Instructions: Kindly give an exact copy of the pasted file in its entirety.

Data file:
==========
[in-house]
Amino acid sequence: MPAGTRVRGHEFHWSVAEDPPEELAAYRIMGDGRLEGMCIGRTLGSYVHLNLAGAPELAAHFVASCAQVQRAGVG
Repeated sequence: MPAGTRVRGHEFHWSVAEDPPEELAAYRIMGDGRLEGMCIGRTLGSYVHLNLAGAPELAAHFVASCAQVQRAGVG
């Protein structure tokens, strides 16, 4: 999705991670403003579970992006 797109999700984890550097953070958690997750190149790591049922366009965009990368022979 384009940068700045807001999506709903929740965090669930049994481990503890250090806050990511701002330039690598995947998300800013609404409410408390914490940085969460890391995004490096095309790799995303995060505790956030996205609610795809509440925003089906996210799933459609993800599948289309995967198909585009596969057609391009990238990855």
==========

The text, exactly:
[in-house]
Amino acid sequence: MPAGTRVRGHEFHWSVAEDPPEELAAYRIMGDGRLEGMCIGRTLGSYVHLNLAGAPELAAHFVASCAQVQRAGVG
Repeated sequence: MPAGTRVRGHEFHWSVAEDPPEELAAYRIMGDGRLEGMCIGRTLGSYVHLNLAGAPELAAHFVASCAQVQRAGVG
């Protein structure tokens, strides 16, 4: 999705991670403003579970992006 797109999700984890550097953070958690997750190149790591049922366009965009990368022979 384009940068700045807001999506709903929740965090669930049994481990503890250090806050990511701002330039690598995947998300800013609404409410408390914490940085969460890391995004490096095309790799995303995060505790956030996205609610795809509440925003089906996210799933459609993800599948289309995967198909585009596969057609391009990238990855």